Quote Originally Posted by Bodhisattva View Post
    Rates of Homicide, Suicide, and Firearm-Related Death Among Children -- 26 Industrialized Countries

    I looked really quickly but it looks like non-US nations have about half the suicide rate that the USA does... another factor. I had three students commit suicide in four year. Four went to prison for felonies. Two were put into coma's after being beaten at parties. One school I taught at was a war zone. SWAT was there a few times. Drug arrests. Violent gang incidents weekly. How the hell is anybody supposed to learn?
    We're at an interesting impasse then...

    Your source states (if I read you right) that the US has a higher suicide rate but my source (the OECD) has figures saying the exact opposite. South Korea, Japan, Finland - all nations who have scored most highly in the PISA tests all have horrendous youth suicide rates.
    The one that surprises me most if Finland because the Scandinavian approach to school is the exact opposite to all other "sausage factory" approaches and kids have an extended childhood and start education at 8.

    Anyhow - are our statistics the same or is this the old adage about "lies, damned lies and statistics?"

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    Re: Teens in Asia dominate global test; US stagnant

    Quote Originally Posted by ocean515 View Post
    My son shares your sentiment. After a year teaching in a private school in Changwon, South Korea, he was ready to get back to Southern California.

    Let me see if I can put this in a few words. My son once asked his class to write down what they did with their friends in their free time. After several minutes of explanation, and lots of questions, the response was something like, "what's free time?". It wasn't a complaint, it was complete confusion over the concept of "free time".

    I'm not sure what the balance is. I don't think it's the extreme as seen in many parts of industrialized Asia.
    And here we are, on the other end of the scale, trying to reduce the dropout rates in our schools! If it wasn't so sad, it would be comical, because our kids sure know what free time is! I doubt the South Koreans give their children the Summer off from school! :.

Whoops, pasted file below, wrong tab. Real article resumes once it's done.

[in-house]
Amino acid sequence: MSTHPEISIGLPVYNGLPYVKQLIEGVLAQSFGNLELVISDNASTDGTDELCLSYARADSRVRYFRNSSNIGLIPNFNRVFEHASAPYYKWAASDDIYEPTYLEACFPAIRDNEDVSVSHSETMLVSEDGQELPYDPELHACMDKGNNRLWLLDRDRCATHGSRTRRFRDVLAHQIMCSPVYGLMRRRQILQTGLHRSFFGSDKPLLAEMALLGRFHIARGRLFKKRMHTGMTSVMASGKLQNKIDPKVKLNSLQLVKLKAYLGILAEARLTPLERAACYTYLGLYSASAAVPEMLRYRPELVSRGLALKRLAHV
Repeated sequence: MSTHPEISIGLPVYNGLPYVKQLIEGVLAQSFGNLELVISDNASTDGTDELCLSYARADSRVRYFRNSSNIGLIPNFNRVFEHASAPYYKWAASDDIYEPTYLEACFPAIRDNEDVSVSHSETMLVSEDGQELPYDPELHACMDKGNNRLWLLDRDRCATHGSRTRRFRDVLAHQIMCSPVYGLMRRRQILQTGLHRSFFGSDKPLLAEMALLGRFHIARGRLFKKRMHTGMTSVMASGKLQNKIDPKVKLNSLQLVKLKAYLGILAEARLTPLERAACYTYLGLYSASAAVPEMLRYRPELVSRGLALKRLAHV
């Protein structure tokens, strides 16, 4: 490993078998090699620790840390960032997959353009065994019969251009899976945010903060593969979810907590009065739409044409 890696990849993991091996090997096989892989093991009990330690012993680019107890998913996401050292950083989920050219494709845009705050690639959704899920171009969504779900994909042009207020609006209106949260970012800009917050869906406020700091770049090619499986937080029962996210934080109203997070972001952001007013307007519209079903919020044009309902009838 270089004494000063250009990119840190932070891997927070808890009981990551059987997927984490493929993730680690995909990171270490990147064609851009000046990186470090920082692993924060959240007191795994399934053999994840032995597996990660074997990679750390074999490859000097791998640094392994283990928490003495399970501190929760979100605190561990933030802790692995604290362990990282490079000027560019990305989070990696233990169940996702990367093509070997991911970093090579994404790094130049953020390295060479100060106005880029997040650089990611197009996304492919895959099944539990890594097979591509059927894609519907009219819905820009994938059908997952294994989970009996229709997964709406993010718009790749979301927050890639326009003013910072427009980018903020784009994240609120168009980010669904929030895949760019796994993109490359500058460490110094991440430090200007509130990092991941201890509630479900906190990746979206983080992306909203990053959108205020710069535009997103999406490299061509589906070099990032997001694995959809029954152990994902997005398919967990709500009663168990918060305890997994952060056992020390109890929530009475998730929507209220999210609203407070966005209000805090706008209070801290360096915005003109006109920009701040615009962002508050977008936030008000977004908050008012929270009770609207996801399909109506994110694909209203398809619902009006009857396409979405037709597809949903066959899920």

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    Re: Teens in Asia dominate global test; US stagnant

    Quote Originally Posted by Infinite Chaos View Post
    We're at an interesting impasse then...

    Your source states (if I read you right) that the US has a higher suicide rate but my source (the OECD) has figures saying the exact opposite. South Korea, Japan, Finland - all nations who have scored most highly in the PISA tests all have horrendous youth suicide rates.
    The one that surprises me most if Finland because the Scandinavian approach to school is the exact opposite to all other "sausage factory" approaches and kids have an extended childhood and start education at 8.

    Anyhow - are our statistics the same or is this the old adage about "lies, damned lies and statistics?"
    The teenage suicide rate here is much higher. It's relatively epidemic in America, and it stands to reason when your whole sense of values and discipline comes from social media, Hollywood, and the hip hop world.

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    Re: Teens in Asia dominate global test; US stagnant

    Obviously we are not spending enough money on education in America. We need to pay teachers more and somehow spend more per student at every opportunity. That will fix it I'm sure.

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    Re: Teens in Asia dominate global test; US stagnant

    Quote Originally Posted by Erod View Post
    The teenage suicide rate here is much higher. It's relatively epidemic in America, and it stands to reason when your whole sense of values and discipline comes from social media, Hollywood, and the hip hop world.
    The OECD must be lying then because a second OECD chart (apart from the one in my link) states that the United States teen suicide rate is only just above the OECD average. They even state the the US ten suicide rate is falling.

    The OECD themselves take data from the World Health Organisation database which sources data from national governments statistics agencies.

    Increasing suicide rates have been noticeable for Chile, Ireland, Japan and Mexico, although Ireland and Mexico have shown more stable rates from 2000 onwards. Except for Mexico, these countries
    began the period with rates below the OECD average and ended up with rates above the OECD average in
    2008. On the contrary, declining suicide rates have been noticeable for Estonia, Finland and United
    States. All these countries began the period with rates much above the OECD average and are much
    closer to the OECD average in 2008.
    Link.

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    Re: Teens in Asia dominate global test; US stagnant

    Quote Originally Posted by sawyerloggingon View Post
    Obviously we are not spending enough money on education in America. We need to pay teachers more and somehow spend more per student at every opportunity. That will fix it I'm sure.
    Yes, we need to pay teachers more, but we also need to hire a much higher grade of teachers in general. There are a bunch of high school teachers in America that have no business teaching anything.

    And we MUST get the political BS out of academia, especially at the collegiate level. College has become more of an indoctrination clinic than an arena for advanced learning.